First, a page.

Over the years, I have acted for many clients who have worked in heavy manual occupations such as the coal mining, meat and construction industries.
Given the physical nature of this work, it is not surprising that many of these workers have previously had worker’s compensation claims or pursued damages claims for those earlier injuries, particularly where the injury has resulted in permanent impairment.
During our first meeting, I am often asked by those clients if the earlier injury will complicate their current claim or affect the amount of their payout.
If the earlier claim is still in time (less than 3 years old) it may still be possible to pursue a damages claim for the earlier accident too. However, if three years has elapsed, the earlier injury is out of time.
The mere fact that a person has previously been injured, even if it is a relatively serious injury, does not prevent that person from pursuing damages for later injuries.
The real issue is whether or not the earlier injury was ever going to affect the person’s earning capacity. An important issue for the Court to determine is the effect of the earlier injury on the person’s capacity to earn an income.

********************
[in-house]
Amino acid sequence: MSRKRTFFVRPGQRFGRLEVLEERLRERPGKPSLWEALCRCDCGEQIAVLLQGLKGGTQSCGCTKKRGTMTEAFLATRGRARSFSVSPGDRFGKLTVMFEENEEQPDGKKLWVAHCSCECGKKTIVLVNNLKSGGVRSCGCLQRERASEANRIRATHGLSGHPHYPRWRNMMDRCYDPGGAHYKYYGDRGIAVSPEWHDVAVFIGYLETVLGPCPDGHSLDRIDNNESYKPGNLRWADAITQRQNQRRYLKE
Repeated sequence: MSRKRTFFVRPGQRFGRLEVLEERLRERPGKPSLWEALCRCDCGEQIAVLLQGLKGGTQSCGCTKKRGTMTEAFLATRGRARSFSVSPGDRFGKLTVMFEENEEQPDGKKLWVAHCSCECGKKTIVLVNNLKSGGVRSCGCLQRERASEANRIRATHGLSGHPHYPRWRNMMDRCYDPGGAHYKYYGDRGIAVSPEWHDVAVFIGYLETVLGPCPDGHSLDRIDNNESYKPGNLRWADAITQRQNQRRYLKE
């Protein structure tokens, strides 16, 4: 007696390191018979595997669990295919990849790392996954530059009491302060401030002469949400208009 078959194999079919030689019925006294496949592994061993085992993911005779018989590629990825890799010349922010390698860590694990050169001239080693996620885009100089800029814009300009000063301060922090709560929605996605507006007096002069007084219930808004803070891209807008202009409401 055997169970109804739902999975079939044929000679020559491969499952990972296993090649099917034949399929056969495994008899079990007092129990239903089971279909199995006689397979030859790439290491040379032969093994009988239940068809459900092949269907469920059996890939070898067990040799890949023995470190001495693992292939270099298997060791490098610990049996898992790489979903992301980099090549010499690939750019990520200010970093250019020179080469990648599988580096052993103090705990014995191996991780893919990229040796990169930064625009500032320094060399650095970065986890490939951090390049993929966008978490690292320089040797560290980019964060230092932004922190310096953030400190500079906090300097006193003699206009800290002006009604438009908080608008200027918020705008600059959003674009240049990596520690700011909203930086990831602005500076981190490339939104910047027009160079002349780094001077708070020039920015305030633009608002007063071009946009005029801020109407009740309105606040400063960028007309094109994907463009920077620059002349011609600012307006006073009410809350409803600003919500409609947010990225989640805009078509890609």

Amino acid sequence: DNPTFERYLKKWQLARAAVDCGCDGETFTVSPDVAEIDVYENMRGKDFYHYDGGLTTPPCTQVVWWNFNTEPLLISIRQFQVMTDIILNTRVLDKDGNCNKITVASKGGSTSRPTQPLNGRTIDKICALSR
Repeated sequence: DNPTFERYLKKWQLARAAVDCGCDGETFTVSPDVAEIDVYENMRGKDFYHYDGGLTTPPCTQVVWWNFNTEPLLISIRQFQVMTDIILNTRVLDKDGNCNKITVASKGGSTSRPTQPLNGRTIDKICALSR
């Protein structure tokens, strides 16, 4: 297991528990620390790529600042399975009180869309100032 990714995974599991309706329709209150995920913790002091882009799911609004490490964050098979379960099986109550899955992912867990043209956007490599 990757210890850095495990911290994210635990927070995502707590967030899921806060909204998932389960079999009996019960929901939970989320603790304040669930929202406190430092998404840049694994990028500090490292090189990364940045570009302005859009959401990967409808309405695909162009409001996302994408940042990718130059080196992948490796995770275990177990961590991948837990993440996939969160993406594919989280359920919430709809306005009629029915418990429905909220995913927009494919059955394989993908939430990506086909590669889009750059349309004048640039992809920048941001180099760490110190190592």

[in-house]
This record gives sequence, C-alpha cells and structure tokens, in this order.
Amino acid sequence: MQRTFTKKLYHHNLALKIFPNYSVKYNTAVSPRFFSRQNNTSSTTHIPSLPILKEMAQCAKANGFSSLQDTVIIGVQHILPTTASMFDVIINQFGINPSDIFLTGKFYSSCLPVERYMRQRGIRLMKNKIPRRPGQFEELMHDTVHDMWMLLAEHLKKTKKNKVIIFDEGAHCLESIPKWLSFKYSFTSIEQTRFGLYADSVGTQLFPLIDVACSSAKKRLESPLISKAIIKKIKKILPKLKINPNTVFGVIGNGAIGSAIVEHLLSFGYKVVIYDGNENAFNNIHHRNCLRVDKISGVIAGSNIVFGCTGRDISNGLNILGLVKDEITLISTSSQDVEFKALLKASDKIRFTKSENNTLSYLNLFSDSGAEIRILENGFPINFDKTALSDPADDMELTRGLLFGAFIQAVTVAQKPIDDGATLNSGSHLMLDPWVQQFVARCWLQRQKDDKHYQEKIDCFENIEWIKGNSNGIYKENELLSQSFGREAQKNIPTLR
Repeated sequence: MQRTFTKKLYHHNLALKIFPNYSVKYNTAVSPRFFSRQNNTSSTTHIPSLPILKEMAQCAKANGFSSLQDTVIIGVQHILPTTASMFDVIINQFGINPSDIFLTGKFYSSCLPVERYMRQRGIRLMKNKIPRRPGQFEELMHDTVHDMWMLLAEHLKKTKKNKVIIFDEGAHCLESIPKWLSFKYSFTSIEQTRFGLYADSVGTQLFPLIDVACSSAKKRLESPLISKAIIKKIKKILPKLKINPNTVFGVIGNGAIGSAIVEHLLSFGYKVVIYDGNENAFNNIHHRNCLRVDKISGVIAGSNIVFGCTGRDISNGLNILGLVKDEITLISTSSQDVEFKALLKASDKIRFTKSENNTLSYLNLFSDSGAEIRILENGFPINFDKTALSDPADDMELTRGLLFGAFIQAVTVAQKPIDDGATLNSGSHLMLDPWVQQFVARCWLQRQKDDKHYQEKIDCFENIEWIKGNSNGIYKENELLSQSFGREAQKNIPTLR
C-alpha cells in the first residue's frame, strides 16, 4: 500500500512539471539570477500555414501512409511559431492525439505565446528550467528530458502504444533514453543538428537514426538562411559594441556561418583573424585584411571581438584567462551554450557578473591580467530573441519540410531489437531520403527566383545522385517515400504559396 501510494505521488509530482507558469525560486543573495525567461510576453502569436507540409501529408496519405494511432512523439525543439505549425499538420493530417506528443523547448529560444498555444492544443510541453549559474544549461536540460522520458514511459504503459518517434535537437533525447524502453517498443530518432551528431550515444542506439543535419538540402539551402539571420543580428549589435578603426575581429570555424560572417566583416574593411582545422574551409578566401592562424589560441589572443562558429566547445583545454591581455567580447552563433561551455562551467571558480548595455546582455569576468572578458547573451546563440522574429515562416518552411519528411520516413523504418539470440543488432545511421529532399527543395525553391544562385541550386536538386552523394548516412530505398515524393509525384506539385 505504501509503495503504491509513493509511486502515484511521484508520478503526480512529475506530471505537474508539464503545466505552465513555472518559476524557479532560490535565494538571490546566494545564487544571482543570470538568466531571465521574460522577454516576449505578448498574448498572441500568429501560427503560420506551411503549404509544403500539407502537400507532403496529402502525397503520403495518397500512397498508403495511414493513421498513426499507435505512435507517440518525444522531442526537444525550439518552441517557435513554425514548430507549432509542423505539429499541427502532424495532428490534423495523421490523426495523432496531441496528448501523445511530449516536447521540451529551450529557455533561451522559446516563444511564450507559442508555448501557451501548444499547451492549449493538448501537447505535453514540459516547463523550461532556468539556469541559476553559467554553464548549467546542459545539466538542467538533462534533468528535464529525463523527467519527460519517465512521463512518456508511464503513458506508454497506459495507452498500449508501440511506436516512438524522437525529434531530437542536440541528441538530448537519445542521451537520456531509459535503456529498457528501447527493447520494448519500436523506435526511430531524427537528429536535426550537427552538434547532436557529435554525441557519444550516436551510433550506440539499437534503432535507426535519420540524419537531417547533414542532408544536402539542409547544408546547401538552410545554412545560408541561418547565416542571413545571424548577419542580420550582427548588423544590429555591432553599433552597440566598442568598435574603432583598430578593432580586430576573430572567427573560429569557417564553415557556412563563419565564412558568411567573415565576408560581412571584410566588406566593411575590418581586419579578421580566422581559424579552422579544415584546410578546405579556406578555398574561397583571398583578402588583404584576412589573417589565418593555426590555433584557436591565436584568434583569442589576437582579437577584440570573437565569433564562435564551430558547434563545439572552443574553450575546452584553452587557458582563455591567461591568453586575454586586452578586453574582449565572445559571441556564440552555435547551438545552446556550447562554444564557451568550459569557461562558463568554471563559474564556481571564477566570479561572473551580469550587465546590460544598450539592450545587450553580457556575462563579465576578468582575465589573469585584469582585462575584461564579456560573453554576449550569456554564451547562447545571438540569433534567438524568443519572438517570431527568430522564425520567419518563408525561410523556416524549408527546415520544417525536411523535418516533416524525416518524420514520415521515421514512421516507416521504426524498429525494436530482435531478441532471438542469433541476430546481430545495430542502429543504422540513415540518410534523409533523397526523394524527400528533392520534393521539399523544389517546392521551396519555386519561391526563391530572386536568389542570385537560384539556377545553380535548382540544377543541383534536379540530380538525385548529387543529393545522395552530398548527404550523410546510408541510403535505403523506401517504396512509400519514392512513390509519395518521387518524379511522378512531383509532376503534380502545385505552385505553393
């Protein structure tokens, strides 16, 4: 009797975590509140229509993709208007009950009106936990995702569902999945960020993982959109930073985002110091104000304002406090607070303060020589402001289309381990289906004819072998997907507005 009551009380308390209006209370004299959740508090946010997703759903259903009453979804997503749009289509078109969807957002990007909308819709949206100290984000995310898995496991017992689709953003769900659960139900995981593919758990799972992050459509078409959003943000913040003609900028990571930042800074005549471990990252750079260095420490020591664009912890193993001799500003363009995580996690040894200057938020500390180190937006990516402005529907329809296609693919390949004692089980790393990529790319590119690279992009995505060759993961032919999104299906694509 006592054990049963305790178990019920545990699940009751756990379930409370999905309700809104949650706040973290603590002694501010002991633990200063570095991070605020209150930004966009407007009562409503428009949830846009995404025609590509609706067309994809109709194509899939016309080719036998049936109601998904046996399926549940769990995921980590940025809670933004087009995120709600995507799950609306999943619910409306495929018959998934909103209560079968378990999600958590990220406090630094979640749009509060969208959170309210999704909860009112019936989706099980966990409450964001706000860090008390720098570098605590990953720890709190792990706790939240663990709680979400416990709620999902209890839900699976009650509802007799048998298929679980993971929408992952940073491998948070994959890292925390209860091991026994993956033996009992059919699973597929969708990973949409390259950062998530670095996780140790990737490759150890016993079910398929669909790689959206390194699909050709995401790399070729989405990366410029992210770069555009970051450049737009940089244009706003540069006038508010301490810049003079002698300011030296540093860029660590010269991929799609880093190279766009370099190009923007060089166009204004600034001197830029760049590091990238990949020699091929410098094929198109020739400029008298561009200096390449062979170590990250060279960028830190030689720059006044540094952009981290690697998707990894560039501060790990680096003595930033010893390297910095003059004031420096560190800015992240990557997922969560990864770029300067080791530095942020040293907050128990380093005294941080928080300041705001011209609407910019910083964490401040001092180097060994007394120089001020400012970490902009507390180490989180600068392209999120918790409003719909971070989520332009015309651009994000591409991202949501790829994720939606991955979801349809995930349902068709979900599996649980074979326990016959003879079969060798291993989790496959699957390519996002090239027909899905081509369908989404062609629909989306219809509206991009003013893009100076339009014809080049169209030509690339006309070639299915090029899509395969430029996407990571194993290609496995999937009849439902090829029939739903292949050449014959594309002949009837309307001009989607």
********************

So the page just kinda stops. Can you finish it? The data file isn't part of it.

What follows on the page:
This is usually one of the major issues in contest when matters go to Court for determination.
If the earlier injury was going to impact on the person’s ability to work or carry out certain duties, then the Court will take that into account when assessing your damages.
Courts are often guided by the opinion of medical experts who examined the claimant and considered the effects of the current and earlier injuries.
Other relevant factors include the amount of sick leave taken between events, whether there has been intervening medical treatment or rehabilitation and the person’s own evidence about the effect of the earlier injury.
It is important that your solicitor investigates these issues properly to ensure that you still have a worthwhile claim, despite your earlier injury.